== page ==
Theory bites are a collection of basic hydraulic theory and will touch upon pump design and other areas of pump industry knowledge.
Impeller trimming refers to the reduction of the impeller diameter, and thus a reduction of the circumferential speed at the impeller outlet of a centrifugal pump.
Impeller trimming is a proper way to alter the performance of a centrifugal pump with a constant speed so as to meet the demand on the specified flow rate and head in pumping systems.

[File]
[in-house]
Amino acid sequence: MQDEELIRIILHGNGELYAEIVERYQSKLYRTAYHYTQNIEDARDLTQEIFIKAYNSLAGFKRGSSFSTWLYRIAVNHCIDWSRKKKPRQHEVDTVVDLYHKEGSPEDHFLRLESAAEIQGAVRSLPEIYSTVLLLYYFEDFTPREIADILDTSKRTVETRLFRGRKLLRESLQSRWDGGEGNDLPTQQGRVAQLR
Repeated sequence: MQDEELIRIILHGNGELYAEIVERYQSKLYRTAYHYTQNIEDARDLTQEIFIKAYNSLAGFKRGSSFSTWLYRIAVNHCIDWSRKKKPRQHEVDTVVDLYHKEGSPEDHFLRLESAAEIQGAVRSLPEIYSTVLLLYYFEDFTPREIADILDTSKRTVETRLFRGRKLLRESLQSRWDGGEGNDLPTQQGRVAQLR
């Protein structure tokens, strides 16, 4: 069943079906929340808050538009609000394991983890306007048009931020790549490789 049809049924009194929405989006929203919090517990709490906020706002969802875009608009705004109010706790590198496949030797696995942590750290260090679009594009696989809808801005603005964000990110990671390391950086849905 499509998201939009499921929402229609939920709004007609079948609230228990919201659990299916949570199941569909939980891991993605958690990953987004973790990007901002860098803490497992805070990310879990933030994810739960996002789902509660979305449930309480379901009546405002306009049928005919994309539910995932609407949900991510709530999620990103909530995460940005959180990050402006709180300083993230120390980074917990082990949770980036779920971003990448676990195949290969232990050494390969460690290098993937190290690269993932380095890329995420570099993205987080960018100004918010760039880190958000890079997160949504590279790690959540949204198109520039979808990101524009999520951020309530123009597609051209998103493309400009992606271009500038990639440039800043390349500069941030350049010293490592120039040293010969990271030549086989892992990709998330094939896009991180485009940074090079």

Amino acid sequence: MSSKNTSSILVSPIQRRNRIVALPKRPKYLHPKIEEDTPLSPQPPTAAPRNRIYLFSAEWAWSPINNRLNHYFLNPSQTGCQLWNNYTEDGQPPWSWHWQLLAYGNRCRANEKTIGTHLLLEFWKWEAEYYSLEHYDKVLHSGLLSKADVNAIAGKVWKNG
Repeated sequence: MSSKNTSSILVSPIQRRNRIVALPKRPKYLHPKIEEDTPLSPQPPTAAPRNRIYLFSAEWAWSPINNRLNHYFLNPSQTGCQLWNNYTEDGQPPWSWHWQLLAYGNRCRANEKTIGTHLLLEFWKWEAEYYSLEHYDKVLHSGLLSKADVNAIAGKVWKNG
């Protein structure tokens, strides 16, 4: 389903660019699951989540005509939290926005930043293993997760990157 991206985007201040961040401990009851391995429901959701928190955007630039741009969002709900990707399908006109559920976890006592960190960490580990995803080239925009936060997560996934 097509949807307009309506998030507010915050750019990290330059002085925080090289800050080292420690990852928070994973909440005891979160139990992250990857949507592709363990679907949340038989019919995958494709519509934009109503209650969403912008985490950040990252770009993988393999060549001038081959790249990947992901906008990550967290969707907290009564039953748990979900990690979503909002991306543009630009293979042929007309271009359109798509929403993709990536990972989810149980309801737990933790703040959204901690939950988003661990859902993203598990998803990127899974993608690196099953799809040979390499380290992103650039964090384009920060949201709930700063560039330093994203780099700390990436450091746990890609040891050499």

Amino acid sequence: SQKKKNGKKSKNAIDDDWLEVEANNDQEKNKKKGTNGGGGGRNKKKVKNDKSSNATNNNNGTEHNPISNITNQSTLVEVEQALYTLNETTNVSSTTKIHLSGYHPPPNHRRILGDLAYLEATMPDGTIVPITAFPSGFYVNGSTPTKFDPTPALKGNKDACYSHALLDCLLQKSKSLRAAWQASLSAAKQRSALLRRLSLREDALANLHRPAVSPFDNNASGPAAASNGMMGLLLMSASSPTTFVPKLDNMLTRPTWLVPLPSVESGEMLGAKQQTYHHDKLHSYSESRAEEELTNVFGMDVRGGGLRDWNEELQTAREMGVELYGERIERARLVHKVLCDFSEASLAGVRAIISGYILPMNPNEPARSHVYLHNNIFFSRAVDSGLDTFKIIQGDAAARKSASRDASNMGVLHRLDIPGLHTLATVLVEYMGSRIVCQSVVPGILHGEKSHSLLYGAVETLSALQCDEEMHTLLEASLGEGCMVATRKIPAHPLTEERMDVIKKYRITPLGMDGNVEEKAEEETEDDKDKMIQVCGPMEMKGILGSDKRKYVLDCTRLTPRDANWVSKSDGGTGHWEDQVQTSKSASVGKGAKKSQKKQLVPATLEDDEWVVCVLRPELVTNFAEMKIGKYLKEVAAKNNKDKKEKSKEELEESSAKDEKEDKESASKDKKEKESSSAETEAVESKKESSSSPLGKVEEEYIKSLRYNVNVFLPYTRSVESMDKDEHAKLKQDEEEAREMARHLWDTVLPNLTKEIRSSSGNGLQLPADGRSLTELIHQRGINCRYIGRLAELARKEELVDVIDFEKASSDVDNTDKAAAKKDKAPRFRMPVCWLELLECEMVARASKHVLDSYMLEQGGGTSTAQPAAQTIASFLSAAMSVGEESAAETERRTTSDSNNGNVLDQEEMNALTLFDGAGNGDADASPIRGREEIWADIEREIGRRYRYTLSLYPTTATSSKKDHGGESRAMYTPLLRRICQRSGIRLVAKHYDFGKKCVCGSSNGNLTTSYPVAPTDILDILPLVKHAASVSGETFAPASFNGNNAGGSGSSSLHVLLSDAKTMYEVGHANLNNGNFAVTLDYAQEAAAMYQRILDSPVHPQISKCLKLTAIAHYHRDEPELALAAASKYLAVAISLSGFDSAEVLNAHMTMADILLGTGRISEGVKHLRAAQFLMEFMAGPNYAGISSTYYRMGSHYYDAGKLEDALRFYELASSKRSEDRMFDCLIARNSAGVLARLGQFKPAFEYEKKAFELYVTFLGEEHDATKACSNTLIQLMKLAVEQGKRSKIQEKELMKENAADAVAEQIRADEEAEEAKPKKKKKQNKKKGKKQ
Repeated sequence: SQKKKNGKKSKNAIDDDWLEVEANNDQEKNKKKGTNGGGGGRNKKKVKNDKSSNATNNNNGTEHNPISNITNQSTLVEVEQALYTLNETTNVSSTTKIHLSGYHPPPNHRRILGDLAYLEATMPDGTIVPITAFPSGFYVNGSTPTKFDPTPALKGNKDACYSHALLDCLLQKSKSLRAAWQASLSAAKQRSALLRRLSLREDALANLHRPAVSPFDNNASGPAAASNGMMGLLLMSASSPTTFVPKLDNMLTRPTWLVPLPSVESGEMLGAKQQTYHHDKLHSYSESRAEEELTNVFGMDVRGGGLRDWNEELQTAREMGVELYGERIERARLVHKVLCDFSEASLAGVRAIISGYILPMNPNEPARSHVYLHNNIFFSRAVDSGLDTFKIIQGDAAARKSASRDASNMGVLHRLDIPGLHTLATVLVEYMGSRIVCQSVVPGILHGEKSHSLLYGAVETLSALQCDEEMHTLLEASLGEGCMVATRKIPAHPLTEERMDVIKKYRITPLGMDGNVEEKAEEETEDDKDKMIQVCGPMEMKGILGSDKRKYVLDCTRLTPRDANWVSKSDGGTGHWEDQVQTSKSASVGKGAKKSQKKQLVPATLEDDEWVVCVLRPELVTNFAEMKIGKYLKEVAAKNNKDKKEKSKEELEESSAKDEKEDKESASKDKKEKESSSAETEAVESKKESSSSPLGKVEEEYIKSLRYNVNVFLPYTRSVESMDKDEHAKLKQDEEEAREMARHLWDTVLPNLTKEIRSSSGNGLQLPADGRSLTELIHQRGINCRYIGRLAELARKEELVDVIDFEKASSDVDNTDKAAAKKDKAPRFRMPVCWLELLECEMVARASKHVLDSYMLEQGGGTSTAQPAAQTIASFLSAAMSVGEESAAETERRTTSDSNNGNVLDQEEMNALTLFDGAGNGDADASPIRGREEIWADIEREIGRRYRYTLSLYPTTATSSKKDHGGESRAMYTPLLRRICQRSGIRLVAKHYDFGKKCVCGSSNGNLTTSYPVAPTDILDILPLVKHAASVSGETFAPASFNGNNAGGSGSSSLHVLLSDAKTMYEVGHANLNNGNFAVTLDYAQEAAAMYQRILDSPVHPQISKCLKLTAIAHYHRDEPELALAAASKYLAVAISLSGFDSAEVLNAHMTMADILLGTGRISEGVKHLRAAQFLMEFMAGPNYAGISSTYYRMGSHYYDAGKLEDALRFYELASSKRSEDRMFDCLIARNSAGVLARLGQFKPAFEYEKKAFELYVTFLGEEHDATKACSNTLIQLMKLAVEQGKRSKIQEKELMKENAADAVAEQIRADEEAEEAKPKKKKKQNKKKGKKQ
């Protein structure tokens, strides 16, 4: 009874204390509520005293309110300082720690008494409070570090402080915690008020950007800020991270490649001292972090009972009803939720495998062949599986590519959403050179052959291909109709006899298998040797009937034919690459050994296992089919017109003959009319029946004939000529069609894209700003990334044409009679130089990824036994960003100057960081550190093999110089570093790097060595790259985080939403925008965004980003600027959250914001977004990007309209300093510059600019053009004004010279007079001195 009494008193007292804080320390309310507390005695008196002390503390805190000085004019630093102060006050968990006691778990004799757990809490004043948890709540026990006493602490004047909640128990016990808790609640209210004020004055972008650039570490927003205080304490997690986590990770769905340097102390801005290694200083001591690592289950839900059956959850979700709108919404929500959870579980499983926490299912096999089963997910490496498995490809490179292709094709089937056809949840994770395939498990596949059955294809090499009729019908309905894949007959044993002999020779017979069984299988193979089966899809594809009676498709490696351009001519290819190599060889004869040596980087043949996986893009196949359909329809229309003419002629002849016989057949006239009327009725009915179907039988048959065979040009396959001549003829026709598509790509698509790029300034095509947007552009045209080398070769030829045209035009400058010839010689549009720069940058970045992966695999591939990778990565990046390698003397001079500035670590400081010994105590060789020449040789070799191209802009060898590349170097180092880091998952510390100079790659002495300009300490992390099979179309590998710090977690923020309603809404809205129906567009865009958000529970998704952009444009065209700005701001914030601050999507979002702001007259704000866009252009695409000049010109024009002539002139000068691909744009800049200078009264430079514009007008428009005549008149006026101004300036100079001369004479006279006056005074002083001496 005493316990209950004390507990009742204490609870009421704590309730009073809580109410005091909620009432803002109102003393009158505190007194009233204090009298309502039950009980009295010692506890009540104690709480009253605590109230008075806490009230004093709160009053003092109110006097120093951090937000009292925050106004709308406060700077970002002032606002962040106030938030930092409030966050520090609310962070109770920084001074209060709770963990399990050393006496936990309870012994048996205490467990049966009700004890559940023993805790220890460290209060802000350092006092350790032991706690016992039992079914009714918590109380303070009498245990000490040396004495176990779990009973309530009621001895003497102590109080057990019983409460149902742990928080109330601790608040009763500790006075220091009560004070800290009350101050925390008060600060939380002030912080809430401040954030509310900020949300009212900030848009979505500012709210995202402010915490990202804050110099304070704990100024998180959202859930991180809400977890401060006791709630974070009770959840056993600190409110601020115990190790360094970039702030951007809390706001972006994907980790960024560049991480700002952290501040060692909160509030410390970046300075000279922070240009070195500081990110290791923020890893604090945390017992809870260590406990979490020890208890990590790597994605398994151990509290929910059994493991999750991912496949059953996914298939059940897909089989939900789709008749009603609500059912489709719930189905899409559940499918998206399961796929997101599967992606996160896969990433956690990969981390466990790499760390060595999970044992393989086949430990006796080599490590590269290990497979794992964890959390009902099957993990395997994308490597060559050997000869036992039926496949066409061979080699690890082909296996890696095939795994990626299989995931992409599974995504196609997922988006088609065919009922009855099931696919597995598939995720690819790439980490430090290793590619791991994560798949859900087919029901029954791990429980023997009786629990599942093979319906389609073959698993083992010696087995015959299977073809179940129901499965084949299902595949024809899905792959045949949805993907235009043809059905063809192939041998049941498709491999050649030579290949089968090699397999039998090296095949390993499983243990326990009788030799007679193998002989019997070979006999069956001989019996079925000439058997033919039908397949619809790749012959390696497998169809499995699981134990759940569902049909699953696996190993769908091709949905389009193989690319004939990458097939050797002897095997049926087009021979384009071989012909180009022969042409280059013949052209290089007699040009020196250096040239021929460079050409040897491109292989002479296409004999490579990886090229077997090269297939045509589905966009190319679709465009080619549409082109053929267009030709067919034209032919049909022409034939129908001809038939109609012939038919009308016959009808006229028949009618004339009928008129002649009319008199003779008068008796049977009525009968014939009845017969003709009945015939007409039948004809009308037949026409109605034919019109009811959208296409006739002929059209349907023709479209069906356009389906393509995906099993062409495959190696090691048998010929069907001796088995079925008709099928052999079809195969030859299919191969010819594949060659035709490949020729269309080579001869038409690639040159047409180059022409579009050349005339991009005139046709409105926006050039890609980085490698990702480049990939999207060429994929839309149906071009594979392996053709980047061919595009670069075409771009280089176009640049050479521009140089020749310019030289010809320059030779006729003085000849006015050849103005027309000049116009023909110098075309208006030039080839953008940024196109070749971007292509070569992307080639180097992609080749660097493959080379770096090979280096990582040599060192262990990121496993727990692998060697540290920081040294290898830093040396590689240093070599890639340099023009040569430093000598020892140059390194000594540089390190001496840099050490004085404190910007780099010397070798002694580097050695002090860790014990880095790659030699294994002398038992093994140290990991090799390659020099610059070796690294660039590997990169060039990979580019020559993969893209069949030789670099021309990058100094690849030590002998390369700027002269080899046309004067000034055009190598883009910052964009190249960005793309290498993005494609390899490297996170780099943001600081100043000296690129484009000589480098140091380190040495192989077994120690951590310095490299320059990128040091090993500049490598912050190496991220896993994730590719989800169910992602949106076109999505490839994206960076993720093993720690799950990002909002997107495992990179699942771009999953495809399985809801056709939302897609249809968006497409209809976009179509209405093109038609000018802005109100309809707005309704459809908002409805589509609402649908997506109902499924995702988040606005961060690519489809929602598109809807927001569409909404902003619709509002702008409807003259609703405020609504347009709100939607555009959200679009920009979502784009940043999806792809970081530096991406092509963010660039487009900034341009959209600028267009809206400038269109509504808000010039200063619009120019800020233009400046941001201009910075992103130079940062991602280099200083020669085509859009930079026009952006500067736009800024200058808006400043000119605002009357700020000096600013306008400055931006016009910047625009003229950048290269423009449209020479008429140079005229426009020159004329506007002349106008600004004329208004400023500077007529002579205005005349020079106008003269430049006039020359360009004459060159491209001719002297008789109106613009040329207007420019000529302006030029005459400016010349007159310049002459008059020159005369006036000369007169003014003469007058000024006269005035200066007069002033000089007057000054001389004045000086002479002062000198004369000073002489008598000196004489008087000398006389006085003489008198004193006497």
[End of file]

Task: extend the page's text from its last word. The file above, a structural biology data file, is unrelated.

The affinity laws accounting for the impeller trimming is the key relation to determine the pump performance with a trimmed impeller anyway they are not as accurate as we would like them to be, especially if we are making more than a 10% reduction in impeller diameter.
- The affinity laws assume the impeller shrouds are parallel. This is true only in low specific speed pumps.
- There is increased turbulence at the vane tips as the impeller is trimmed because the shroud to casing clearance (Gap “A”) is increasing. This is sometimes referred to as “slip”.
- The liquid exit angle is changed as the impeller is cut back, so the head/capacity curve becomes steeper
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